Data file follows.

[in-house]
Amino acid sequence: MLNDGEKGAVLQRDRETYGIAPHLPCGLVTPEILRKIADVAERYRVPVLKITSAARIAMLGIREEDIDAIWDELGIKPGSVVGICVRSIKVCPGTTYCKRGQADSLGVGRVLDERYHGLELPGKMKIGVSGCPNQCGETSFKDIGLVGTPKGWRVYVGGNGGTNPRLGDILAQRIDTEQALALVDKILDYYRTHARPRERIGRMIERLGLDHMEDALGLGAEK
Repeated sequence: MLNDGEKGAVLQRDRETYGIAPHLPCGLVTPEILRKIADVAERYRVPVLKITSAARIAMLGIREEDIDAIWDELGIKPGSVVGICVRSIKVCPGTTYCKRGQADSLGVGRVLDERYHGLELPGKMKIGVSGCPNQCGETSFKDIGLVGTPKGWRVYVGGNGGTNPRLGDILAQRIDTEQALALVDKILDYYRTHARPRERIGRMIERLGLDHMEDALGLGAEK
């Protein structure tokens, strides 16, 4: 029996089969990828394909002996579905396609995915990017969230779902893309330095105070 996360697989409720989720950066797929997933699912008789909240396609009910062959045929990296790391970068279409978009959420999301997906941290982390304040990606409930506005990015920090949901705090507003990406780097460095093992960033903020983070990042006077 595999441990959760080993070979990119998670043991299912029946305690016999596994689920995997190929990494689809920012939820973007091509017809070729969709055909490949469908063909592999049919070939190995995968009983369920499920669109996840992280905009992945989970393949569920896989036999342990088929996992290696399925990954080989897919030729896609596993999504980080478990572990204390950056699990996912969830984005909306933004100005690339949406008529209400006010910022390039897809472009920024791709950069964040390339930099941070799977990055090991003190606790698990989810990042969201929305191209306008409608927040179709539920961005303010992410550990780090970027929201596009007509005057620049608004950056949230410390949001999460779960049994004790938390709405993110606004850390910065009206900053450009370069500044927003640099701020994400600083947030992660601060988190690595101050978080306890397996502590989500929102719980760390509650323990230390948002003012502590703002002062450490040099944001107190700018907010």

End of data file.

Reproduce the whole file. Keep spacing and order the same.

[in-house]
Amino acid sequence: MLNDGEKGAVLQRDRETYGIAPHLPCGLVTPEILRKIADVAERYRVPVLKITSAARIAMLGIREEDIDAIWDELGIKPGSVVGICVRSIKVCPGTTYCKRGQADSLGVGRVLDERYHGLELPGKMKIGVSGCPNQCGETSFKDIGLVGTPKGWRVYVGGNGGTNPRLGDILAQRIDTEQALALVDKILDYYRTHARPRERIGRMIERLGLDHMEDALGLGAEK
Repeated sequence: MLNDGEKGAVLQRDRETYGIAPHLPCGLVTPEILRKIADVAERYRVPVLKITSAARIAMLGIREEDIDAIWDELGIKPGSVVGICVRSIKVCPGTTYCKRGQADSLGVGRVLDERYHGLELPGKMKIGVSGCPNQCGETSFKDIGLVGTPKGWRVYVGGNGGTNPRLGDILAQRIDTEQALALVDKILDYYRTHARPRERIGRMIERLGLDHMEDALGLGAEK
């Protein structure tokens, strides 16, 4: 029996089969990828394909002996579905396609995915990017969230779902893309330095105070 996360697989409720989720950066797929997933699912008789909240396609009910062959045929990296790391970068279409978009959420999301997906941290982390304040990606409930506005990015920090949901705090507003990406780097460095093992960033903020983070990042006077 595999441990959760080993070979990119998670043991299912029946305690016999596994689920995997190929990494689809920012939820973007091509017809070729969709055909490949469908063909592999049919070939190995995968009983369920499920669109996840992280905009992945989970393949569920896989036999342990088929996992290696399925990954080989897919030729896609596993999504980080478990572990204390950056699990996912969830984005909306933004100005690339949406008529209400006010910022390039897809472009920024791709950069964040390339930099941070799977990055090991003190606790698990989810990042969201929305191209306008409608927040179709539920961005303010992410550990780090970027929201596009007509005057620049608004950056949230410390949001999460779960049994004790938390709405993110606004850390910065009206900053450009370069500044927003640099701020994400600083947030992660601060988190690595101050978080306890397996502590989500929102719980760390509650323990230390948002003012502590703002002062450490040099944001107190700018907010």